Here we’ll list some common triggers that cause flare-ups. Use these as a starting place to identify possible triggers when symptoms appear. With a little bit of effort, you can live mostly symptom-free.  

  • Hot beverages and alcohol: Red wine, beer, bourbon, gin, vodka, and champagne may cause rosacea flare-ups.⁵

  • Spicy foods: Peppers and other spicy foods can bring on rosacea symptoms. Certain types of dairy, chocolate, and citrus can also cause flare-ups in some people.

Different ripe hot chili peppers
  • Certain skincare ingredients: Products that contain ingredients like alcohol, witch hazel, or added fragrance can trigger flare-ups. 

  • Heat and humidity, cold and windy, and the sun: Weather extremes and too much sun exposure can all trigger rosacea symptoms.

  • Strenuous workouts: The National Rosacea Society has found that vigorous exercise can also lead to flare-ups for some people.⁶

What are some of the most effective treatments for rosacea?

When it comes to rosacea, specifically, receiving a proper diagnosis is key to effective rosacea treatment. A dermatologist or licensed dermatology provider may prescribe oral medications, medicated creams, or recommend procedures like laser therapy. They’ll likely also recommend lifestyle changes and a consistent skincare routine that includes cleansing, moisturizing, and wearing a broad spectrum sunscreen with at least SPF 30. Here are some treatment options: 

  • Topical medications proven to treat rosacea include azelaic acid, metronidazole, and ivermectin—with prescription strength treatments available at Curology. Azelaic acid and ivermectin are available over-the-counter, but prescription strength versions may be needed to be effective.   

  • Oral antibiotics may be used when flare-ups don’t respond or are slow to respond to topical treatments. They may also be used along with topicals. 

  • Light therapy may help with more persistent rosacea symptoms or symptoms that don’t seem to go away. Laser treatment for redness on the face can reduce the appearance of visible blood vessels and other symptoms of rosacea. 

Other expert tips include choosing products that are fragrance-free and designed with sensitive skin in mind. Look for ingredients like niacinamide and hyaluronic acid, which help hydrate and protect the natural skin barrier. Also, opt for a physical sunscreen made with zinc oxide or titanium dioxide (which tends to be gentler on the skin than chemical options) and avoid harsh cleansers, peels, and exfoliants.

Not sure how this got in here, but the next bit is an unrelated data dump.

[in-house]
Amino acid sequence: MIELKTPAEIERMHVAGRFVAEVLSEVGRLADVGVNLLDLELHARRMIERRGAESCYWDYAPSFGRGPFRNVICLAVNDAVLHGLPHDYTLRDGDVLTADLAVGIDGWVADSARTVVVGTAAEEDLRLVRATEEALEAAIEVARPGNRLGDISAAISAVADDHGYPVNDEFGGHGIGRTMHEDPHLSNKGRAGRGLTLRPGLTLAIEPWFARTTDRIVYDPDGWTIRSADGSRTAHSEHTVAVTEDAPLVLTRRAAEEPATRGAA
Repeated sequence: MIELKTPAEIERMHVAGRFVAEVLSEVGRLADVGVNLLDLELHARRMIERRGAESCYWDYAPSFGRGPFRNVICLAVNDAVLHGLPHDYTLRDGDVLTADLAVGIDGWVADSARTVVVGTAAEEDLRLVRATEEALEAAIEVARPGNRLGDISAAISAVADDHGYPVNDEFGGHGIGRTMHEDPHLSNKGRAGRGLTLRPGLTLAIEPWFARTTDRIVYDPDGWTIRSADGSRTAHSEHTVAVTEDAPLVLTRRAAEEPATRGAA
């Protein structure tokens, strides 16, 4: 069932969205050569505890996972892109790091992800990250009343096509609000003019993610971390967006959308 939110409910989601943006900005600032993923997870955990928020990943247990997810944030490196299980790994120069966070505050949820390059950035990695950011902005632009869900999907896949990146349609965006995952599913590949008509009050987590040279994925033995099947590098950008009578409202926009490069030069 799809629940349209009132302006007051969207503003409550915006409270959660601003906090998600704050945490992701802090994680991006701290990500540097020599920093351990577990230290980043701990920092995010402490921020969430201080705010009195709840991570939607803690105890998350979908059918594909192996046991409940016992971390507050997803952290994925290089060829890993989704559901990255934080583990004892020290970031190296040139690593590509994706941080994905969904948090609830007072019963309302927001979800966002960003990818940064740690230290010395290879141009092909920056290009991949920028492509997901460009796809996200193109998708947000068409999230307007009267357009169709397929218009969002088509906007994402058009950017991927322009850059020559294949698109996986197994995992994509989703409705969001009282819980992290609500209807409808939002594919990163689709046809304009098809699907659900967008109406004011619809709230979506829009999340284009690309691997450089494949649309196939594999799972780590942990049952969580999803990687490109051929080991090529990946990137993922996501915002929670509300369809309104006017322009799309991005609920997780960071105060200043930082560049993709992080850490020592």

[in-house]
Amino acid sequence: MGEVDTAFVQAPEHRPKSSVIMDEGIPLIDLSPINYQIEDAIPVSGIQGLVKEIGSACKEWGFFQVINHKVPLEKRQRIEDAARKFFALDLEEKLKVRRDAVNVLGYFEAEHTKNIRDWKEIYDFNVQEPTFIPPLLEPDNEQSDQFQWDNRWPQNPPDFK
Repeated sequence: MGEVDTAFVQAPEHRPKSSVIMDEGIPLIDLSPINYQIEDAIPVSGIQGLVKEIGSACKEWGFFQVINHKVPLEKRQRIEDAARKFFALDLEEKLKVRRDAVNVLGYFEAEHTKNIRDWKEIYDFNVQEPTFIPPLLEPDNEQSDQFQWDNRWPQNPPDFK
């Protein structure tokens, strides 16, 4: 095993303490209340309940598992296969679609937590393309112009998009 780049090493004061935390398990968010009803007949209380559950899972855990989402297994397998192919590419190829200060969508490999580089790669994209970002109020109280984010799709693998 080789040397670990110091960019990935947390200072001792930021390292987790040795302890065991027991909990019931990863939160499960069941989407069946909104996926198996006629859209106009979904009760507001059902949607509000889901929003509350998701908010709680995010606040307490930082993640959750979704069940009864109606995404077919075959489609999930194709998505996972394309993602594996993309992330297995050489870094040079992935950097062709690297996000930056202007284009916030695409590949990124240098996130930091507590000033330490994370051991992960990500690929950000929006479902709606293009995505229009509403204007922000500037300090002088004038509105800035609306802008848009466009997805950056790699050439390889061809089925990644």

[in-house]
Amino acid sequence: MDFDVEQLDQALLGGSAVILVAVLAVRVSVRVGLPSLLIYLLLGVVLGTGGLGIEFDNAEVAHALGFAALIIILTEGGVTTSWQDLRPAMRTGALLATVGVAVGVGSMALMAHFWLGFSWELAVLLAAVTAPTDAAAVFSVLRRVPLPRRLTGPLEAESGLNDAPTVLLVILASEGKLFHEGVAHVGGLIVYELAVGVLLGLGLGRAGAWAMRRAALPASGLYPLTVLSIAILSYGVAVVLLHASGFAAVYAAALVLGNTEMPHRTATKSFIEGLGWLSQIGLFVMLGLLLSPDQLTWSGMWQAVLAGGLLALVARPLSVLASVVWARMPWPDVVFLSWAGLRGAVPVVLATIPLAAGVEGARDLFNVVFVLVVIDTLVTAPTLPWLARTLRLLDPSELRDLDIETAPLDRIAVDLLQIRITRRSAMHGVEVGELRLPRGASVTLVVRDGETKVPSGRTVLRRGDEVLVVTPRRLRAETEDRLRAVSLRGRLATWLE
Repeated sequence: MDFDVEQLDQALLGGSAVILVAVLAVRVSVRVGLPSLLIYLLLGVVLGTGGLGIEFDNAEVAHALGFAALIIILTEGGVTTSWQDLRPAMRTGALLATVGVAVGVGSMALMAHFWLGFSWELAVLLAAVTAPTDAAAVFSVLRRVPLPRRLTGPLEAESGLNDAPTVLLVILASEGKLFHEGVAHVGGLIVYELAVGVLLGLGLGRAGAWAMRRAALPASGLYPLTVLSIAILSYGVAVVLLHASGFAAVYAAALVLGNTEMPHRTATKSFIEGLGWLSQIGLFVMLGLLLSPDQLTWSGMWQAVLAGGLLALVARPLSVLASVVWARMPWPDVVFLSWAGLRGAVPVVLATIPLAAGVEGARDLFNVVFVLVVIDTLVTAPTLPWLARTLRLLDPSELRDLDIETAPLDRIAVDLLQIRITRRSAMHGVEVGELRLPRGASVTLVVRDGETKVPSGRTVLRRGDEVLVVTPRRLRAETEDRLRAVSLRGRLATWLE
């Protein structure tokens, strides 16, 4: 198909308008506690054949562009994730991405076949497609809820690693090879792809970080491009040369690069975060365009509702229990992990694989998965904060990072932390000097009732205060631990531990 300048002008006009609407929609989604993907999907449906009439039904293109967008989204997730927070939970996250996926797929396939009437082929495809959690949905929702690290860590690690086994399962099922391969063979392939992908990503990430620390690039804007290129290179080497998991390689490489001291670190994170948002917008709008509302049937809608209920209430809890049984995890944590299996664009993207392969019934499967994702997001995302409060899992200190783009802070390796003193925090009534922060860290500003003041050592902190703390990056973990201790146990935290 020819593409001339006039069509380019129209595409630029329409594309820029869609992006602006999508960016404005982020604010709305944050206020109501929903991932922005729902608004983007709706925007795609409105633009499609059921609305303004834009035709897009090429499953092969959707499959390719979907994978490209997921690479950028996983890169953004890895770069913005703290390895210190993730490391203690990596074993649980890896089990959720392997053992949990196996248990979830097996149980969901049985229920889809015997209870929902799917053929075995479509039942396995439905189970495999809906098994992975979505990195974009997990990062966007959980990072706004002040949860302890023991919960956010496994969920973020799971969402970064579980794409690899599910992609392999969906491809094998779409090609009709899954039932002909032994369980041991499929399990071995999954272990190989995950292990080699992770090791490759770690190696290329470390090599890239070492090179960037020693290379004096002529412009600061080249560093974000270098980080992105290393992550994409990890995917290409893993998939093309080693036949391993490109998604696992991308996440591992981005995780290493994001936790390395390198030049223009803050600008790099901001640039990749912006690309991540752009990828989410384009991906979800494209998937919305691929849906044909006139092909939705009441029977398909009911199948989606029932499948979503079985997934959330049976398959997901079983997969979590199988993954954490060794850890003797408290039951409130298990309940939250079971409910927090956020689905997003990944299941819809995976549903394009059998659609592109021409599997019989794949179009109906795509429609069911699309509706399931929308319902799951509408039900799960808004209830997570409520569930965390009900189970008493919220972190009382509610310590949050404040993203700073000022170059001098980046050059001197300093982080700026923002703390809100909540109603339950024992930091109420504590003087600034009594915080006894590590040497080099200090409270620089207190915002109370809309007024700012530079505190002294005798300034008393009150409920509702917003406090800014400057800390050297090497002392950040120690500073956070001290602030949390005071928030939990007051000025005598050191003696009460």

Can Curology treat facial redness and rosacea? 

Yes! At Curology, we’re here to help with your unique skin needs regarding acne, anti-aging, and rosacea. Founded by a mother and son dermatology team in 2014, Curology is a full-service skincare brand that takes the time to understand you and your skin goals. We believe service comes first, which means we’re here when you have questions about the products you’re using or how you’re using them. 

Get your personalized skincare routine with Curology

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Ready to experience what membership dermatology care should be? Let one of our licensed dermatology experts help guide you on your journey to healthier skin. Simply answer a few questions and snap a few selfies, and if Curology is right for you, we’ll create a personalized prescription formula using ingredients specifically proven to treat rosacea. We’ll also send other recommended skincare products to round out your routine. Your first month is on us—just pay $4.95 (plus tax) to cover shipping and handling.*

FAQs

What’s the difference between rosacea and facial redness?

Rosacea is a chronic skin condition that includes persistent redness and frequent flushing. Unlike some other causes of erythema (redness), rosacea generally affects the nose, cheeks, chin, and forehead in a symmetrical pattern.

What are broken capillaries?

Broken capillaries are dilated or enlarged blood vessels close to the surface of the skin that often appear as bright red lines in an area of redness. People with fair skin tend to be predisposed to this condition, and external factors like sun exposure can make the condition worse.

What are some rosacea triggers?

Here we’ll list some common triggers that cause flare-ups. Some of them include:

  • Hot beverages and alcohol

  • Spicy foods

  • Certain skincare ingredients

  • Heat and humidity, cold and windy, and the sun

  • Strenuous workouts

What are some of the most effective treatments for rosacea?

Here are some treatment options: 

  • Topical medications  

  • Oral antibiotics

  • Light therapy

• • •

P.S. We did the homework so you don’t have to:

  1. Coondoo A, Phiske M, Verma S, Lahiri K. Side-effects of topical steroids: A long overdue revisit. Indian Dermatol Online J. (Oct-Dec 2014).

  2. DermNet. Intense pulsed light therapy. (2005).

  3. Goldberg, D.J. Current trends in intense pulsed light. The Journal of Clinical and Aesthetic Dermatology. (June 2012).

  4. DermNet. Intense pulsed light therapy. Ibid.

  5. National Rosacea Society. Factors that may trigger rosacea flare-ups. (n.d.).

  6. National Rosacea Society. Factors that may trigger rosacea flare-ups. Ibid.

* Subject to consultation. Subscription is required. Results may vary. 

• • •
Our medical review process:We’re here to tell you what we know. That’s why our information is evidence-based and fact-checked by medical experts. Still, everyone’s skin is unique—the best way to get advice is to talk to your healthcare provider.
Curology Team Avatar

Curology Team

Nicole Hangsterfer Avatar

Nicole Hangsterfer, PA-C